Dozens of former government officials, lawyers, judges and human rights defenders were accused of staging a coup in 2019 and charged with vague offences and the former interim president, Jeanine Áñez, was imprisoned. A report published by the Interdisciplinary Group of Independent Experts (GIEI) highlighted the justice system’s lack of independence and the need to repeal an amnesty decree facilitating impunity for human rights violations. Indigenous peoples continued to be harassed and attacked for defending their territory and the environment. The government failed to protect forests. The country battled with a third wave of the Covid-19 pandemic and health workers denounced lack of pay and unsafe working conditions.
In February, Supreme Decree 4461 was approved, granting an amnesty or pardon to supporters of the government who were detained for crimes allegedly committed during the political crisis that started in October 2019.
In August, the GIEI, under the auspices of the Inter-American Commission on Human Rights, published its report on human rights violations during the 2019 post-election crisis. The report highlighted serious failings on the part of authorities to ensure the autonomy and independence of the judicial branch and the Attorney General’s Office, as well as obstacles to truth, justice and reparation for the victims of grave human rights violations during the post-election crisis.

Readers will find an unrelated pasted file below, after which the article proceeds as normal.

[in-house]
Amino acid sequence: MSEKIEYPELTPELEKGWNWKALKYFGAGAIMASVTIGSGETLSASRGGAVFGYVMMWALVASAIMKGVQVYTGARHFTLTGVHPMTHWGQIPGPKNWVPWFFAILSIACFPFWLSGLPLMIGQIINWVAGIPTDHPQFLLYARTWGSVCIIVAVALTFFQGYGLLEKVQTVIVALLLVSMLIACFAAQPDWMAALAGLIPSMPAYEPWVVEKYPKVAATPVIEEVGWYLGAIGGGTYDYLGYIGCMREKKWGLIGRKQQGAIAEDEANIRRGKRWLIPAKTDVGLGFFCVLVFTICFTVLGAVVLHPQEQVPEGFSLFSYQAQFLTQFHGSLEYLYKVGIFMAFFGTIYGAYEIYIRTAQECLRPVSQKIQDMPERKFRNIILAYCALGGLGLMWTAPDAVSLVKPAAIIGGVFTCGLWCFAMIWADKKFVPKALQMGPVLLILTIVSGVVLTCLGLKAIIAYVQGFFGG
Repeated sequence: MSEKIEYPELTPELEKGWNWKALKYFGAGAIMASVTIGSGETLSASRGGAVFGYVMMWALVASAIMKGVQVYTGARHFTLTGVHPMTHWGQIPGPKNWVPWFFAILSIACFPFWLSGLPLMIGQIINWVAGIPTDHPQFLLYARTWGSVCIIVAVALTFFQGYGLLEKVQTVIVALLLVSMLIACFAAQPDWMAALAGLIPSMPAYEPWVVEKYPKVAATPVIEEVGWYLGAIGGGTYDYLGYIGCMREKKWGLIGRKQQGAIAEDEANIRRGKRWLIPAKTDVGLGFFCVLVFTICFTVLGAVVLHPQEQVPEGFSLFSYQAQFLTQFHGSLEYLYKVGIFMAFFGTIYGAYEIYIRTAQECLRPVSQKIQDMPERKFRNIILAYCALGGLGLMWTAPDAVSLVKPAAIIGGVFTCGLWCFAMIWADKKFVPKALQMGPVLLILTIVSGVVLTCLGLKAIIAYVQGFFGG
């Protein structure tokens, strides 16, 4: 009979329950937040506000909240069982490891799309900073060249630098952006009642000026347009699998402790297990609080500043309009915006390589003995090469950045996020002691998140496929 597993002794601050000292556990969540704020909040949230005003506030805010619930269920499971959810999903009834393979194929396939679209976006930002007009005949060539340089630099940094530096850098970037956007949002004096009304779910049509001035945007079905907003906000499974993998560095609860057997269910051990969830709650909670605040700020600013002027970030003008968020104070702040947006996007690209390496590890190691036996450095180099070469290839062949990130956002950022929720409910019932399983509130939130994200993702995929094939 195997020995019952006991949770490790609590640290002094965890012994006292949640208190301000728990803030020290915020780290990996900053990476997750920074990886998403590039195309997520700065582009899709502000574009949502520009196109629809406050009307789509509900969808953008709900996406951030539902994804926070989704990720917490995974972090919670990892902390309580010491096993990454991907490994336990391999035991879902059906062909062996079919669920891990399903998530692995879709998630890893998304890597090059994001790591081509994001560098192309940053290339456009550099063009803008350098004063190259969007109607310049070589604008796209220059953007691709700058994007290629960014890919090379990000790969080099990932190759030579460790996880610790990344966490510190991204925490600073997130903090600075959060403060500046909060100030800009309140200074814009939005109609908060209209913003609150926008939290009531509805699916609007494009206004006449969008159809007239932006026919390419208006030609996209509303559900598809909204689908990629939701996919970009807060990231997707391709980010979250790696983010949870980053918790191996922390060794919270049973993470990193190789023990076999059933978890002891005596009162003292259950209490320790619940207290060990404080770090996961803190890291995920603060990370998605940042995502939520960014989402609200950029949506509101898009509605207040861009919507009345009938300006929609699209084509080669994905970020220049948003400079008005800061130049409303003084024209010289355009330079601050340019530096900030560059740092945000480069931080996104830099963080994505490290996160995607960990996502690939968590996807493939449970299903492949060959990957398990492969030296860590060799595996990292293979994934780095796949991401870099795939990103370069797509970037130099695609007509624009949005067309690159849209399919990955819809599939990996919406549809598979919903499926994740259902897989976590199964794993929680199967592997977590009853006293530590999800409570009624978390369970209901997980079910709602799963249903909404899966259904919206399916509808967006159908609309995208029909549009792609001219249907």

Following the release of the GIEI report, authorities promised to repeal the amnesty decree but continued to use the justice system to target political opponents, ignoring fair trial guarantees.
Right to a fair trial
From January to June, authorities and members of the ruling political party charged at least 41 officials of the former interim government, human rights defenders, lawyers and judges, with vaguely defined offences including “terrorism”, “sedition” and “conspiracy”. This was part of a wider strategy of accusing opponents or critics of helping to organize a coup in 2019.
Authorities imprisoned the former interim president, Jeanine Áñez, on charges of “terrorism”, “sedition” and “genocide” in proceedings that international observers criticized for lacking due process.
Human rights defenders
The authorities stigmatized and harassed several human rights defenders, including Waldo and Franco Albarracín and Amparo Carvajal, president of the Permanent Assembly for Human Rights.
Indigenous peoples’ rights
The findings of the GIEI report emphasized that the violence of the post-election crisis of 2019 had racial and anti-Indigenous elements to it. Indigenous peoples defending their land and territory were subjected to physical attacks, police repression and invasions of their land.
Right to health
By the end of the year, 41% of Bolivia’s population had been fully vaccinated against Covid-19. Thousands of health workers in public institutions went for months without being paid wages and many worked without proper PPE.
Failure to tackle climate crisis
Authorities passed regulations that incentivized logging and the burning of forests and other vegetation.
According to the Attorney General´s Office, 108 feminicides were reported in 2021, compared to 113 in 2020. Civil society groups emphasized the need for stronger action on policies to prevent violence.